Shifting to digital
For the past three years, I have been training communities in participatory fisheries monitoring and I see their enthusiasm growing all the time. I am very humbled to see how the communities are becoming the main actors in fisheries monitoring and I have witnessed how proud community data collectors are when they show me their books containing the data they’ve collected and carefully written up.
The tools used for paper-based octopus fisheries data collection are simple: a book, a pen, a scale and a ruler. This system is affordable, hands-on, easy to do, and builds a basic understanding of the data collection process. The data can also be easily stored by communities themselves.
However, paper-based data collection also has some disadvantages. It requires a longer period for data entry into the online database system as we (or our partners) can only help communities to do this on a monthly basis. Once data is uploaded online, we use a tool called Tableau to create accessible visualisations of the results, which can be presented back to the communities. For fisheries management purposes, the faster real-time data can be analysed and fed back to the communities, the better, so that they can make fisheries management decisions in a timely manner.
In the past few years, technology has been developed to improve fisheries monitoring for many species – this includes using devices like mobile phones or tablets for data collection to replace the paper-based system. Mobile fisheries monitoring has a number of advantages: it’s paperless, introduces the use of technology to communities and may be more appealing to young people. Crucially, mobile data collection is also much more efficient when it comes to data management; the data is immediately uploaded online, which means that communities can see visualisations of the data much quicker and therefore make timely and informed decisions about their fisheries.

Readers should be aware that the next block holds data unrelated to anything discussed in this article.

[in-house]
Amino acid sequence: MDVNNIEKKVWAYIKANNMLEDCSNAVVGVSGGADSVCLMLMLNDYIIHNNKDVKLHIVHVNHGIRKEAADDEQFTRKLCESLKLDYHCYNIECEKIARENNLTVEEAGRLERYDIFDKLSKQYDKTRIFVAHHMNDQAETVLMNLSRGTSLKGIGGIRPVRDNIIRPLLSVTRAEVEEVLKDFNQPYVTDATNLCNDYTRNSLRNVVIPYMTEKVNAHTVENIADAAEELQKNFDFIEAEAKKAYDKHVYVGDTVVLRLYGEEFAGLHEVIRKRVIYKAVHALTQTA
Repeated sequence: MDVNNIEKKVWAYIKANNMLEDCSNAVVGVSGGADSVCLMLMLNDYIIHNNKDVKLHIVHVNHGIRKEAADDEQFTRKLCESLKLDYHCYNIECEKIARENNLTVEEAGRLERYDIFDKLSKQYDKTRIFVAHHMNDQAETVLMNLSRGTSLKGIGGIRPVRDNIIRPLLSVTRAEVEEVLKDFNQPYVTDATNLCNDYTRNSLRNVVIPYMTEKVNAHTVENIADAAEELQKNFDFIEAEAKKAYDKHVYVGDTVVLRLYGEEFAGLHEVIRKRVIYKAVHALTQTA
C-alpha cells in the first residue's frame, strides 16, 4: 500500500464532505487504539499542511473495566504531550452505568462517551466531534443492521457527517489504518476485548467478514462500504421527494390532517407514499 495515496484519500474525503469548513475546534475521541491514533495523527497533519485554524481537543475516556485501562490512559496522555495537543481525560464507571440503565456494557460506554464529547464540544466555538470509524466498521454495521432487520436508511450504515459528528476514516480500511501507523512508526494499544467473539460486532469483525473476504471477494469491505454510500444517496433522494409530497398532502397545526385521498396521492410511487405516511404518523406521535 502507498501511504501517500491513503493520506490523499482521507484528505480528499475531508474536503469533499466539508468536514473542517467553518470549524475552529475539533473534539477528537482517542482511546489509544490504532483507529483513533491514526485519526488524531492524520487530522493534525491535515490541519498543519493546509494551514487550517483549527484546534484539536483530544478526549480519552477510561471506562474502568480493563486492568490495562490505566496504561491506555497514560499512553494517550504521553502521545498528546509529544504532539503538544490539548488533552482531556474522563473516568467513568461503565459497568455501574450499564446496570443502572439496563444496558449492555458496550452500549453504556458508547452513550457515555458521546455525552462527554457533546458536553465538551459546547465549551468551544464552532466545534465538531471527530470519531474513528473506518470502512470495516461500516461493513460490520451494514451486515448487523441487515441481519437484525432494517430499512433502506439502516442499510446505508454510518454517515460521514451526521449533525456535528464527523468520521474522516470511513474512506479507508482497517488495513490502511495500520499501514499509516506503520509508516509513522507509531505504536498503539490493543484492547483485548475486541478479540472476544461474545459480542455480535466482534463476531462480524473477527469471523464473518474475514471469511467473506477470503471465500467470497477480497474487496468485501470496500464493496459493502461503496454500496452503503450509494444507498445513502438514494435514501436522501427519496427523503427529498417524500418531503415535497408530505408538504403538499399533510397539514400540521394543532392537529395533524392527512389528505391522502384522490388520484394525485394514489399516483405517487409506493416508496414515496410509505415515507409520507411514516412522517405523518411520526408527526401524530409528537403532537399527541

In North Sulawesi, East Nusa Tenggara and Central Sulawesi Province, the community data collectors are enthusiastic about learning new things, however, the project is still in the very early stages. Together with our partners, we are observing and learning to find the best practices. For example: is the mobile system lengthening the data collection process? After measuring the octopus, the collector needs to clean and dry their hands and then input the data to the mobile device so as not to damage it.
Hopes for the future
At the start of the process, community data collectors must be assisted on a daily basis until they are familiar with the new system. We continue to provide learning experiences for both the partners who assist the communities and also the communities themselves.
“Data collectors, together with Tananua, keep reminding the fishers, buyers, and the community about the importance of this participatory fisheries monitoring. Usually I say, the more we know about octopus production in each fishing location, the better a fisher can prepare so that they won’t come home empty handed,” Baiq said.
For this transition process into mobile monitoring, we will learn it step by step. When the fishers can really understand how to take care of the ecosystem, the octopus catch will be more abundant in Arubara.”
In the upcoming months, more of our community-based partners will be trialling mobile fisheries monitoring. We are very excited to learn more and gather insights from the field to improve the process. Watch this space…
Learn more about using online tools for training partners in Indonesia